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Am J Physiol Gastrointest Liver Physiol. 2012 Jan 1;302(1):G176-81. doi: 10.1152/ajpgi.00053.2011. Epub 2011 Oct 28.

Systemic administration of anti-NGF increases A-type potassium currents and decreases pancreatic nociceptor excitability in a rat model of chronic pancreatitis.

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Department of Medicine, Division of Gastroenterology and Hepatology, Stanford University School of Medicine, Stanford, California 94305, USA.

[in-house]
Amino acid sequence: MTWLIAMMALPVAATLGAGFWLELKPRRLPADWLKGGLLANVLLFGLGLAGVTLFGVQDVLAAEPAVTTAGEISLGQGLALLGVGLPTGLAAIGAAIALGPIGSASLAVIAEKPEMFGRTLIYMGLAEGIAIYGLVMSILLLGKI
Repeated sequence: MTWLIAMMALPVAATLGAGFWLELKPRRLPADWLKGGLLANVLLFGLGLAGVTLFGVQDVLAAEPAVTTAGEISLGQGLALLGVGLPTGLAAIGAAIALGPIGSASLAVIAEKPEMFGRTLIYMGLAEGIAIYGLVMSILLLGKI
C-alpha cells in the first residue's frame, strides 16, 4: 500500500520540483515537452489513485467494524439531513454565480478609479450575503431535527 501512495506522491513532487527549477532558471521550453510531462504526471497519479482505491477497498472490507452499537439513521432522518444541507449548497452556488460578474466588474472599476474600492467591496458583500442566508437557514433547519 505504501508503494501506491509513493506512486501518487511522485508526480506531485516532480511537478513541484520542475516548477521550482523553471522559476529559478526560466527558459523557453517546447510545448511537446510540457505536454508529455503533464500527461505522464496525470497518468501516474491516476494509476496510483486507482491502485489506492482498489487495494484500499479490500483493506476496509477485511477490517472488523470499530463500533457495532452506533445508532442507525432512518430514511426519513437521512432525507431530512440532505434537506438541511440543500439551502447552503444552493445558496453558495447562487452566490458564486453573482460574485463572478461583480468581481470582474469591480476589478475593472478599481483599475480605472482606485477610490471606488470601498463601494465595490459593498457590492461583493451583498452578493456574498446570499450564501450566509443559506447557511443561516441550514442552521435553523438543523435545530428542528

We have previously shown that pancreatic sensory neurons in rats with chronic pancreatitis (CP) display increased excitability associated with a decrease in transient inactivating potassium currents (I(A)), thus accounting in part for the hyperalgesia associated with this condition. Because of its well known role in somatic hyperalgesia, we hypothesized a role for the nerve growth factor (NGF) in driving these changes. CP was induced by intraductal injection of trinitrobenzene sulfonic acid (TNBS) in rats. After 3 wk, anti-NGF antibody or control serum was injected intra-peritoneally daily for 1 wk. This protocol was repeated in another set of experiments in control rats (receiving intraductal PBS instead of TNBS). Pancreatic nociceptors labeled with the dye Dil were identified, and patch-clamp recordings were made from acutely dissociated DRG neurons. Sensory neurons from anti-NGF-treated rats displayed a lower resting membrane potential, increased rheobase, decreased burst discharges in response to stimulatory current, and decreased input resistance compared with those treated with control serum. Under voltage-clamp condition, neuronal I(A) density was increased in anti-NGF-treated rats compared with rats treated with control serum. However, anti-NGF treatment had no effect on electrophysiological parameters in neurons from control rats. The expression of Kv-associated channel or ancillary genes Kv1.4, 4.1, 4.2, 4.3, and DPP6, DPP10, and KCHIPs 1-4 in pancreas-specific nociceptors was examined by laser-capture microdissection and real-time PCR quantification of mRNA levels. No significant differences were seen among those. These findings emphasize a key role for NGF in maintaining neuronal excitability in CP specifically via downregulation of I(A) by as yet unknown mechanisms.

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